A New Raw Format from Sony, a 1500fps Phantom HD Camera, Canon's 8K Prototype and More

If you came to NAB to talk cameras, you might have been just a teensy bit disappointed. There were plenty of cameras at the show, of course, but there was much less than the usual deluge of new systems. But existing cameras got feature upgrades, some vendors showed off what's coming in the next generation of their camera models, and a Silicon Valley company said it wants to change the meaning of the word cinematography. Here's a short video playlist that will get you oriented as to what was new at NAB, and what wasn't, when it came to camera technology.

Astrodesign's Terry Harada showed us the next generation of the company's 8K camera and its 4:4:4 RGB SSD recording technology.

Canon isn't shooting 8K in production cameras — yet — but it showed a "future product statement" at NAB. The prototype camera features a working 8K Super 35 sensor housed in a C300 Mark II body delivering an 8K signal to four separate Convergent Design 7Q 4K recorders, with playback on an 8K Canon prototype display. "We're just trying to let people know 8K is part of our future and part of their future," Canon's Tim Smith tells us. "Whether you want it, or you don't want it, it's coming."

Lytro was the 800-pound gorilla at NAB in more ways than one. For one thing, it looked like the company's massive camera probably weighed 800 pounds. For another, it dominated discussion as the most revolutionary and potentially disruptive new technology on offer. In this video, Lytro's Jon Karafin fills us in on a system that requires millions of lenses inside a single camera, but promises the many advantages of camera virtualization with live-action footage.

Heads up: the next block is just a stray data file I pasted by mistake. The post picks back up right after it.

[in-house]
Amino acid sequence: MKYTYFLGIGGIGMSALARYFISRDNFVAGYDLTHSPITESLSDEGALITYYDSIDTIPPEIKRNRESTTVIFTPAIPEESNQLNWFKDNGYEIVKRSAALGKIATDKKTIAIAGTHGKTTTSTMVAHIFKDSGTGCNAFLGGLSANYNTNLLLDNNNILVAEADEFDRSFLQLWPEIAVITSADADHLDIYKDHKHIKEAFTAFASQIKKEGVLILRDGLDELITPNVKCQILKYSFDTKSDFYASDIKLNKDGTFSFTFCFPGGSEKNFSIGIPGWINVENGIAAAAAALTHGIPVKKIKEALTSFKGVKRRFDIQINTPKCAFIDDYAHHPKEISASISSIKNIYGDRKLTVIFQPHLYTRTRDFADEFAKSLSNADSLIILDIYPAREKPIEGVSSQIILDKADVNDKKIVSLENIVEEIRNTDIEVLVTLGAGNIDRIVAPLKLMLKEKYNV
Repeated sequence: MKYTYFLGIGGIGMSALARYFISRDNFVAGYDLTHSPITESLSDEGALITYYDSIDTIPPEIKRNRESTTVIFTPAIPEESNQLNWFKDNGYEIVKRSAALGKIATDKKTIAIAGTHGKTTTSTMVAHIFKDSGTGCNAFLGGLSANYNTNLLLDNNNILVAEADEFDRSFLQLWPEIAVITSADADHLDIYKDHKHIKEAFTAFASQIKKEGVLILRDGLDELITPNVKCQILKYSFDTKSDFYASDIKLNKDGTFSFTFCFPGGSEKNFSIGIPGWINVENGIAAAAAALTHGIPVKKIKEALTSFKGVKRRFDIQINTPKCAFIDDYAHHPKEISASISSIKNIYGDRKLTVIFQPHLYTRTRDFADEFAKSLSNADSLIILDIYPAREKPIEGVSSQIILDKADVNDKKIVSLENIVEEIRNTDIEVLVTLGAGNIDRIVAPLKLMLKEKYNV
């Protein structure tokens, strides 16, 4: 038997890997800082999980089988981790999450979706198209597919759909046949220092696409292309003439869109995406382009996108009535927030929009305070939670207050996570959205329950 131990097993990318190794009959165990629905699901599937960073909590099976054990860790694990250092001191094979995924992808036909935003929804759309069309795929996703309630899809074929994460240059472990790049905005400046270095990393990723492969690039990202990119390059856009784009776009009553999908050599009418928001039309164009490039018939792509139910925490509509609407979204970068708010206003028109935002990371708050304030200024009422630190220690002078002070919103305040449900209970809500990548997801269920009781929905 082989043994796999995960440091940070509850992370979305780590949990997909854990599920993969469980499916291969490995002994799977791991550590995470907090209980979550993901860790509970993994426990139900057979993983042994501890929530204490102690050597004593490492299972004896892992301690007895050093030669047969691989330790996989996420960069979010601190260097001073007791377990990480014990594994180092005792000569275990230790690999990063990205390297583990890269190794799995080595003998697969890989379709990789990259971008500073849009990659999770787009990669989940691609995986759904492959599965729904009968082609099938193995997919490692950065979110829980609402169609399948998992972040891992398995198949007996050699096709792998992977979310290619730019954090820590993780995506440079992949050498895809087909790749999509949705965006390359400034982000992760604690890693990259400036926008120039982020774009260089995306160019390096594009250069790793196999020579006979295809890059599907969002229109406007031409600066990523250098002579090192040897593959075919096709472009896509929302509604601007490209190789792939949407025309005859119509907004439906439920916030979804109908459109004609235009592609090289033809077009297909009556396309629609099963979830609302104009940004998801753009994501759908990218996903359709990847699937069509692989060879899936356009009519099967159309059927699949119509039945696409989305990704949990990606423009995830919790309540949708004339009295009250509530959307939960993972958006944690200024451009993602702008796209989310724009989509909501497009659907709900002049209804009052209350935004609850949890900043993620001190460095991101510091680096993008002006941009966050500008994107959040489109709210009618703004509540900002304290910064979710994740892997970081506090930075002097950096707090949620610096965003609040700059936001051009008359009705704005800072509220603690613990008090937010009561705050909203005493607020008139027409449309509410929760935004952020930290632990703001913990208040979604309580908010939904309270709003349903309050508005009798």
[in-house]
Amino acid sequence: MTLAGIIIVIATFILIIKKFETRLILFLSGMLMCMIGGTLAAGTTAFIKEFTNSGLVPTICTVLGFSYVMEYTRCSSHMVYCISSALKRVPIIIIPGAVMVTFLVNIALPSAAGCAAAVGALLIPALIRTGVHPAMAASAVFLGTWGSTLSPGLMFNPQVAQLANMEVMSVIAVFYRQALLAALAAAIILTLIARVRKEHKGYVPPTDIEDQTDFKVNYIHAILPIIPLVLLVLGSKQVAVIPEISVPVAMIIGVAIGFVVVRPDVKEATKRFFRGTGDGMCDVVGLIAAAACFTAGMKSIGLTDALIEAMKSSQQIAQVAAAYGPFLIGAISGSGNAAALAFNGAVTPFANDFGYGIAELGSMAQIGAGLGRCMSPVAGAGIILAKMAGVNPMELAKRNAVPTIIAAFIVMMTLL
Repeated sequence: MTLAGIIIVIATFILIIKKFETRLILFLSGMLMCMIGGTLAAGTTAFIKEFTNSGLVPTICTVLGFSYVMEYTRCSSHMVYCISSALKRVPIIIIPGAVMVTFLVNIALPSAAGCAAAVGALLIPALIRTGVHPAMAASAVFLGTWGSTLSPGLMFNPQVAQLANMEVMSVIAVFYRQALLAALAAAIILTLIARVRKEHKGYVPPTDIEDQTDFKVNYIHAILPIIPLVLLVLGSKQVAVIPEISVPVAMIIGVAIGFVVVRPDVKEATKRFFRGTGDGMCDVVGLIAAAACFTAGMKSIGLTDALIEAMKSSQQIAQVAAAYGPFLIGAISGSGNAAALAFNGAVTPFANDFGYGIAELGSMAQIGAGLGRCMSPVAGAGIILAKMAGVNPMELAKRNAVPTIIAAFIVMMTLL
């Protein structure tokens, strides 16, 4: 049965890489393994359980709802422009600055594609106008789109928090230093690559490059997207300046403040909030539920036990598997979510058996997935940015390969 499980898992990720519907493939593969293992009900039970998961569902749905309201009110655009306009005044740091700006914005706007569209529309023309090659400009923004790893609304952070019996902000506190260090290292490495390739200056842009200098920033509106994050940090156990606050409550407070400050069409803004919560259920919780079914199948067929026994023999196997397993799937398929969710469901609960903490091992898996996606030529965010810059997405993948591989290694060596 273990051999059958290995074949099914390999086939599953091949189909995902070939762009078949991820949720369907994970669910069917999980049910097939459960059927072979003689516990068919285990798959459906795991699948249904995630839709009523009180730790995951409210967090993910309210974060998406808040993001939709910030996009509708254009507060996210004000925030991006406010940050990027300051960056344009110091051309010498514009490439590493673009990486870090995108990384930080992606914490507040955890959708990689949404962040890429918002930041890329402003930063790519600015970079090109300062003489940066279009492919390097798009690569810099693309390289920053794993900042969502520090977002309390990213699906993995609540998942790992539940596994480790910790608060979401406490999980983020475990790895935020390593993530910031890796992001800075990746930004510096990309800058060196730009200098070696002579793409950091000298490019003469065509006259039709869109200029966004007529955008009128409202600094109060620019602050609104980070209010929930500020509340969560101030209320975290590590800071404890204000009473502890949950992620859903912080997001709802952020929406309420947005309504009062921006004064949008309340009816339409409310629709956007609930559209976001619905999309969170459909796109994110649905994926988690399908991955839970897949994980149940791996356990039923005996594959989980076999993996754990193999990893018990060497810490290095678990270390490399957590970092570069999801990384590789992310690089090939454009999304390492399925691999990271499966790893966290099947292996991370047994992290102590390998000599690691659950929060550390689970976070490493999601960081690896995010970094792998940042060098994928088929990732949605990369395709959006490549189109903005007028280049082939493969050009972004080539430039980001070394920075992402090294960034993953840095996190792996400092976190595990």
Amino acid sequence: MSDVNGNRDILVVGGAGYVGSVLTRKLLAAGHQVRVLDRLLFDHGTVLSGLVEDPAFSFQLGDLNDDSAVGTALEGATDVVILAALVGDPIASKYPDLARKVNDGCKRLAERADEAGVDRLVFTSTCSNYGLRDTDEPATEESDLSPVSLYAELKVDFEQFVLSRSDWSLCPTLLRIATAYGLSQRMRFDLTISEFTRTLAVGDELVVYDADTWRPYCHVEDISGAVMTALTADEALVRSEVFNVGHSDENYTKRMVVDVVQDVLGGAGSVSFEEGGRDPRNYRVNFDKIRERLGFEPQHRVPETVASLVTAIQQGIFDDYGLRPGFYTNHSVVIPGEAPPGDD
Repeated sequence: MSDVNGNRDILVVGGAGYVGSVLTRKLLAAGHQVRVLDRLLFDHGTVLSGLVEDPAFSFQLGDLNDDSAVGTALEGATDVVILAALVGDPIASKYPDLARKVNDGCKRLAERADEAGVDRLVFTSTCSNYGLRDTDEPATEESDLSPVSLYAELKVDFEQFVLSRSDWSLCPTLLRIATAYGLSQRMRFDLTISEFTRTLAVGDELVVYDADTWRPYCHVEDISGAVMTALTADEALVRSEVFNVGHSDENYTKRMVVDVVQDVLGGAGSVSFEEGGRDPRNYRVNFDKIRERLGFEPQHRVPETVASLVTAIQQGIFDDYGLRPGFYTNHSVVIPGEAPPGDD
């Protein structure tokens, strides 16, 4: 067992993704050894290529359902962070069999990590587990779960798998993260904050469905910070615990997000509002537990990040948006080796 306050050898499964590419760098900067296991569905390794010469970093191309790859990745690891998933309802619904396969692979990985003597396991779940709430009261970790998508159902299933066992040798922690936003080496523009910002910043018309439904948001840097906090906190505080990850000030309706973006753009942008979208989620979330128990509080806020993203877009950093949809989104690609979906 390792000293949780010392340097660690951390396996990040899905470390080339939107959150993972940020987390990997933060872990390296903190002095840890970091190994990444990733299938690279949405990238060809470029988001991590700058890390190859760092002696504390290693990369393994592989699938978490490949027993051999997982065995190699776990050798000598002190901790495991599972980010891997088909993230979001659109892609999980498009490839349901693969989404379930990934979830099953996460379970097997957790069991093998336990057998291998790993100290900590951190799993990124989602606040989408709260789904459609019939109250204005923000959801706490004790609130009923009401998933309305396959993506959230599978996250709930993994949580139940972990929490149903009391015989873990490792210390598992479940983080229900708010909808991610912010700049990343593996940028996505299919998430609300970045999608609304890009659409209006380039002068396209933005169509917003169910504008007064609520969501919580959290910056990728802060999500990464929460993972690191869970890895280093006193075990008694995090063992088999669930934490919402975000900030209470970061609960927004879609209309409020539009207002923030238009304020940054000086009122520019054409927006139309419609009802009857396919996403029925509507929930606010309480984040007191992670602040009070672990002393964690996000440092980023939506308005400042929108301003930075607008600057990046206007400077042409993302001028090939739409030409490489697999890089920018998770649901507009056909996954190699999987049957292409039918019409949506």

Stuart English filled us in on the new Nokia OZO VR camera, including its on-set previewing capability — and the potential for live VR streaming.

Panasonic's Steve Cooperman was showing Panasonic's VariCam LT, a more compact and less expensive version of the new VariCam launched early this year. He runs down the similarities and differences between the cameras, and talks about the LT's future raw acquisition capabilities.

Meanwhile, on the other side of the Panasonic booth, Matt Frazer talks "affordable anamorphic," explaining how the capabilities of the company's mirrorless micro-four-thirds Lumix GH4 camera have been extended with lenses that are priced affordably enough to go along well with the inexpensive camera.

Sony's Joe Schimizzi talks about the features of the new R7 raw recorder for the F55 — including the new, more lightweight XOCN raw file format.

At Vision Research, Toni Lucatorto shows us recent updates to Phantom Flex 4K workflow — as our host, James Mathers, puts it, "There's nothing else out there that goes 1,000 fps in 4K." — and the upcoming VEO 640S 2.5K (2560×1600) camera that does 1500fps at 1080p with 72 GB of internal RAM.